In exemplary embodiments described herein, a single secondary user (SU) wide-band communication system is considered. The SU may have a single detector and is permitted to opportunistically access a primary wide-band frequency spectrum of K non-overlapping channels. That is, the SU is permitted to use the channels that are not occupied by primary users (PUs). Most likely, at a given instant of time, some of the frequency channels are occupied by PUs while some are not occupied and, thus, can be used by the SU.

Let Yj (k) denote the signal received by the SU, at time j from channel k. If there is no primary transmission over channel k at time j, then the received signal Yj (k) can be written as Yj (k)=Wj (k), in which Wj (k) is modeled as a white Gaussian noise with mean zero and variance [σ(k)]2, i.e., Wj (k):N(0,[σ(k)]2); whereas, if there is a primary transmission over channel k at time j, then the received signal Yj (k) can be written as) Yj (k)=h(k)Sj (k)+Wj (k), in which h(k) is the k th channel coefficient between the PU using the channel and the SU, and Sj (k) denotes the primary signal transmitted over channel k at time j. It is further assumed that: A1) the channel gain h(k) is perfectly known at the SU and |h(k)|2=1; A2) the channel gain h(k) is independent of the noise samples Wj (k) for any k; and A3) the primary signals are assumed to be Gaussian distributed with mean zero and variance P(k), which depends on the channel index k, i.e., Sj (k)˜CN(0,P(k)). Mathematically, the detection of the primary signals at the k th channel can be formulated as a binary hypothesis testing problem as follows:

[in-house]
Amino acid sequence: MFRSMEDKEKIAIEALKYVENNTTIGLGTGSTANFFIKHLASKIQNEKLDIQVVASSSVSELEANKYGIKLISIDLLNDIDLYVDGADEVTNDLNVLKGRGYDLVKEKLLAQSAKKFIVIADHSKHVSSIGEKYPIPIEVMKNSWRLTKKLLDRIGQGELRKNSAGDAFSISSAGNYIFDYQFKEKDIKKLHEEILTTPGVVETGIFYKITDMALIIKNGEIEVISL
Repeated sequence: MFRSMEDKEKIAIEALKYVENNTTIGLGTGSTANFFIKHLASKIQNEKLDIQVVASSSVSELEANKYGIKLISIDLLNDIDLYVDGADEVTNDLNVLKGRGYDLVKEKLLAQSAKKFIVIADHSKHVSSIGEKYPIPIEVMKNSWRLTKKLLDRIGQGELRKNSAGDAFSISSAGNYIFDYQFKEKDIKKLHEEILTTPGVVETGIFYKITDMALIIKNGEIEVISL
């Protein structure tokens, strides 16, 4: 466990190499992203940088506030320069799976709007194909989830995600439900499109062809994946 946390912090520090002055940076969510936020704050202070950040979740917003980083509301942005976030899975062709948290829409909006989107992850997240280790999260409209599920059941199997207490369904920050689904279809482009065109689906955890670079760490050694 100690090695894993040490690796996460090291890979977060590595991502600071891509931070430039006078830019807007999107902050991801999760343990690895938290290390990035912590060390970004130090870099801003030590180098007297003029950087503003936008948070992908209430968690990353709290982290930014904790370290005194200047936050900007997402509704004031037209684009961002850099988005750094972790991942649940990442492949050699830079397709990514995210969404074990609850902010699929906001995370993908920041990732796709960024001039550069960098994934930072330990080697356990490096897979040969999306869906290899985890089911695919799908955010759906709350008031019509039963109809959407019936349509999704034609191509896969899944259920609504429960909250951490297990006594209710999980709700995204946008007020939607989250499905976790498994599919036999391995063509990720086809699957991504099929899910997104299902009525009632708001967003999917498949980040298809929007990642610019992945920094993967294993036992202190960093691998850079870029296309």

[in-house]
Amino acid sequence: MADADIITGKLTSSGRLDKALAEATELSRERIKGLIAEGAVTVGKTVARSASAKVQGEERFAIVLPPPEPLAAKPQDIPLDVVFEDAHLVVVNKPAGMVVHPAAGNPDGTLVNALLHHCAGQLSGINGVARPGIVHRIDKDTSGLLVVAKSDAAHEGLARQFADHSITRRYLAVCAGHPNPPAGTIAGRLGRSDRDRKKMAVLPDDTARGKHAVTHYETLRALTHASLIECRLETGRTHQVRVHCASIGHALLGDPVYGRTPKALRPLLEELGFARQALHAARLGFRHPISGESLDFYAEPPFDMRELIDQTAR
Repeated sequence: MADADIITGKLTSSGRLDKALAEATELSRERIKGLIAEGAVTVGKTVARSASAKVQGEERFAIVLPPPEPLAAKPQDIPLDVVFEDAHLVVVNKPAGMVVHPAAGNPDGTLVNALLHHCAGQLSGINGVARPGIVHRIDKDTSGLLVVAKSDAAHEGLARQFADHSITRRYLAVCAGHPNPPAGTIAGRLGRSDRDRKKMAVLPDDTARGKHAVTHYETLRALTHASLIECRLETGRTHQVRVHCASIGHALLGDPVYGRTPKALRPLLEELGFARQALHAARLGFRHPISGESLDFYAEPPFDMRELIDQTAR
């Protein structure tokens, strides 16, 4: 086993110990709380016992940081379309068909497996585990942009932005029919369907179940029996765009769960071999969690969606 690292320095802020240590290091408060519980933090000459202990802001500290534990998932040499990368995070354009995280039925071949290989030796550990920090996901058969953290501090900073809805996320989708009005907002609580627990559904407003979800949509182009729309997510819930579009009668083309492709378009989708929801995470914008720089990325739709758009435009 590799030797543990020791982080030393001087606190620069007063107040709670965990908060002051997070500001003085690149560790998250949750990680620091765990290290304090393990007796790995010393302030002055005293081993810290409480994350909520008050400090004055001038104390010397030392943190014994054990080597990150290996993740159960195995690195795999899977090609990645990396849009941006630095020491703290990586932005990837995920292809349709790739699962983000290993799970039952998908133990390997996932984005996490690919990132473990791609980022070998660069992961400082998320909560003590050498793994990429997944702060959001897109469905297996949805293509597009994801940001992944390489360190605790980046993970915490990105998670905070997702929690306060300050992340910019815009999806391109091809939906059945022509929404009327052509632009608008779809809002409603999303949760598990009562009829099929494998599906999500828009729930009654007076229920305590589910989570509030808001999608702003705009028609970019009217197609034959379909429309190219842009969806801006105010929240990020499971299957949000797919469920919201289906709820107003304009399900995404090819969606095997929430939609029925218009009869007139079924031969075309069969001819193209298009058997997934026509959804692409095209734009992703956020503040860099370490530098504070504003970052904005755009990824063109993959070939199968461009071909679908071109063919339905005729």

H 0 k :Y j (k) =W j (k) ,j=1,2, . . .
H 1 k :Y j (k) =X j (k) +W j (k) ,j=1,2, . . .   (1)